apache_livesOCZ instead of making a faster SSD, hows about making one that is reliable and works FIRST go not requiring 10+ firmware updates to "fix" i expect things to work out of the box its a joke.Well if they could come up with a way to automatically apply firmware updates (although I do not know how it would happen exactly), then I see now problems in this regard. I kind of wish BIOS and firmware updates were automatically applied.
    Reply
  • unksol
    9382867 said:
    Well if they could come up with a way to automatically apply firmware updates (although I do not know how it would happen exactly), then I see now problems in this regard. I kind of wish BIOS and firmware updates were automatically applied.

    You mean you want OCZ automatically applying automatic destruction firmware flashes and destroying your Data with no warning? Or.bricking your SSD?

    Why not just use.a good controller, good firmware, and release a good SSD? you know. Like Samsung
    Reply
  • shin0bi272
    jaquithI've seen enough 'storage' mergers for my comfort level, and I see no upside as a consumer. My concern is another opportunity for increasing the prices.Samsung currently is the only company that manufactures both its Controllers & NAND. So it makes me wonder what acquisition Seagate is targeting now for NAND manufacturing.in the late 1800's and early 1900's Carnegie's U.S. Steel held 96% of all steel manufacturing in the US (and the US had almost 40% of the worlds steel production). He was able to bring the price of steel down from over 200 dollars a ton to 14. So the fears everyone has of monopolies are not always grounded in reality but progressive politician propaganda.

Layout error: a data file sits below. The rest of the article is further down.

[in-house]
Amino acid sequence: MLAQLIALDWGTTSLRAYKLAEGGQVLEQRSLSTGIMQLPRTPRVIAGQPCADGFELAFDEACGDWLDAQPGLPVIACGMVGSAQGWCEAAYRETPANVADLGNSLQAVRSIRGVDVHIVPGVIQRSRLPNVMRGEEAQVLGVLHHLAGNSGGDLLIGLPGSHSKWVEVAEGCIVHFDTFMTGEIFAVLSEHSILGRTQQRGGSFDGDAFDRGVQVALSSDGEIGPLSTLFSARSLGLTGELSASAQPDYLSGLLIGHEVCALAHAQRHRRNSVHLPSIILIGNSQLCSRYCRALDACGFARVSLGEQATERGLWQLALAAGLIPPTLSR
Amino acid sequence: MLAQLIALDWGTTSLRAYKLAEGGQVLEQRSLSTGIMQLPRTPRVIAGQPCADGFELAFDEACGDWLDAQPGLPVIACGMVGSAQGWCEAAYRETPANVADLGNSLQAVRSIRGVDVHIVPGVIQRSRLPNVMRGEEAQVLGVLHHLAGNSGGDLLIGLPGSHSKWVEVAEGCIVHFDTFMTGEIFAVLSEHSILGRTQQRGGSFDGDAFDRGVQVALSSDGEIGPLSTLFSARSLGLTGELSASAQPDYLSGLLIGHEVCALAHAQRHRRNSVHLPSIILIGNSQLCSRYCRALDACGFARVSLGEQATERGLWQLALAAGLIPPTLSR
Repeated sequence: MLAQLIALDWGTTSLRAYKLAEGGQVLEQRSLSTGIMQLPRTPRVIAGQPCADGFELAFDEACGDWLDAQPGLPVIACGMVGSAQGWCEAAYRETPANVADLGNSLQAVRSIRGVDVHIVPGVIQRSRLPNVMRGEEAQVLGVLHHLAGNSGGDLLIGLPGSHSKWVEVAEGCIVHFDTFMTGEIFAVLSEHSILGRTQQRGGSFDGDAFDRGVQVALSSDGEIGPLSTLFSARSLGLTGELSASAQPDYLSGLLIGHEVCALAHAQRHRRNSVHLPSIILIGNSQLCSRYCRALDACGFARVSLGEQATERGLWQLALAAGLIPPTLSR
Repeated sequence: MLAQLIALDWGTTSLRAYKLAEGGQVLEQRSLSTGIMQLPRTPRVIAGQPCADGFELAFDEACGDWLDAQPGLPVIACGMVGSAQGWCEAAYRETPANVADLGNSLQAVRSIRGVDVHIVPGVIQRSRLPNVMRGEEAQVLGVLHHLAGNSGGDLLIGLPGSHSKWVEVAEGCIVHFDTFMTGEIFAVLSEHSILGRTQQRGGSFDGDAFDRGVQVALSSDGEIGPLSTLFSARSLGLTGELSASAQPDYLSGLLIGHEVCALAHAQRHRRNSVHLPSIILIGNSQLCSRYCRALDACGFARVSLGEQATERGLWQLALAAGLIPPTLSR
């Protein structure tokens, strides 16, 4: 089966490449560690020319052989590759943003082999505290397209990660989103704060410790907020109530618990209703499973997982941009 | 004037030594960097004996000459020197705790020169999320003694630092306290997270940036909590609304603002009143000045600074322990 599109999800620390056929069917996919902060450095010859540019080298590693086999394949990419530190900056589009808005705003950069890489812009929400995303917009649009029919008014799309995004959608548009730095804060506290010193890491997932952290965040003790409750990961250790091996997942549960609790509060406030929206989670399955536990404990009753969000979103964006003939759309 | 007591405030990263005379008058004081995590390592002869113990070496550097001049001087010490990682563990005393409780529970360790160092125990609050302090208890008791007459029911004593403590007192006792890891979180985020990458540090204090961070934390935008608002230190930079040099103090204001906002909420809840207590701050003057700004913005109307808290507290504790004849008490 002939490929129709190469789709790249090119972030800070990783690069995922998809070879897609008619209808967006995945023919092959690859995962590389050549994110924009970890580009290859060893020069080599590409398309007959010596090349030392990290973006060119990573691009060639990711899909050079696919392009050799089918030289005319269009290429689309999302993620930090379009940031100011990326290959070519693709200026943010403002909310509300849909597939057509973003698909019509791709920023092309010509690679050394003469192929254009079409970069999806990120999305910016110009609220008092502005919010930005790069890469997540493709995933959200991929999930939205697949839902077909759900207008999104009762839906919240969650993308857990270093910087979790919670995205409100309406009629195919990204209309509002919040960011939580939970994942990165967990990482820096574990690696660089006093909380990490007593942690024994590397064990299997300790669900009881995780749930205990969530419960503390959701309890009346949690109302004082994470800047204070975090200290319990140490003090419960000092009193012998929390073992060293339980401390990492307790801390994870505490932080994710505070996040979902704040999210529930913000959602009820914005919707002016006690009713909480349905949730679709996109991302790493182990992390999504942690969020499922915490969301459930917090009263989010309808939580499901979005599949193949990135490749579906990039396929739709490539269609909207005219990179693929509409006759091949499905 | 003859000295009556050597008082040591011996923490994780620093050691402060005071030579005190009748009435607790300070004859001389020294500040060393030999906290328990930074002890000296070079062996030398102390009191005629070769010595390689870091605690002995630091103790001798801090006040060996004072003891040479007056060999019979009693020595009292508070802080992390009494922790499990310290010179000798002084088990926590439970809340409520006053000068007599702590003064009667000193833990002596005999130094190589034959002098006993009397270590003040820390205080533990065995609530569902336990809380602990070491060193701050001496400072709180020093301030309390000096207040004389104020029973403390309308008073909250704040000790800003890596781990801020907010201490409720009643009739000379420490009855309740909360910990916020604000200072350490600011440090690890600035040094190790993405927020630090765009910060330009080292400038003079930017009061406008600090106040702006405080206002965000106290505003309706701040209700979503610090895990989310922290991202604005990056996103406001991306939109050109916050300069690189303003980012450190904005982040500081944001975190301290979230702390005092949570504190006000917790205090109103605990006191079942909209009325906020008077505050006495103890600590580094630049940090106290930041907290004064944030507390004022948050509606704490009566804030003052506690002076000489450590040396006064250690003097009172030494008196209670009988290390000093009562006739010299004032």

Reply
  • memadmax
    kaisellgrenWell if they could come up with a way to automatically apply firmware updates (although I do not know how it would happen exactly), then I see now problems in this regard. I kind of wish BIOS and firmware updates were automatically applied.
    That leaves so many security holes open, and more crap will be needed to patch those security holes...
    No thanks.
    Reply
  • memadmax
    shin0bi272in the late 1800's and early 1900's Carnegie's U.S. Steel held 96% of all steel manufacturing in the US (and the US had almost 40% of the worlds steel production). He was able to bring the price of steel down from over 200 dollars a ton to 14. So the fears everyone has of monopolies are not always grounded in reality but progressive politician propaganda.
    Thats more true than you realize. Now a days, any time some government "regulation" comes out for some sector of the economy, it's because some company somewhere had enough money to lobby for it and the "regulation" becomes a weapon to snuff out the competition. The earliest signs of this happening was during the "cattle and butcher wars" in chicago during the early 1900's. A few companies payed off the politicians and had them pass "health laws" that successfully destroyed almost the entire industry there(ma and pa stores that sold beef products on corners, cut the stuff in front of you so you knew what you were getting).... Obamacare is another perfect example of this: Big insurance companies dumped millions into lobbying for it. Now that the law has passed, a few hundred of the smaller health insurance companies have already been shuttered, with a couple thousand workers now unemployed....
    Reply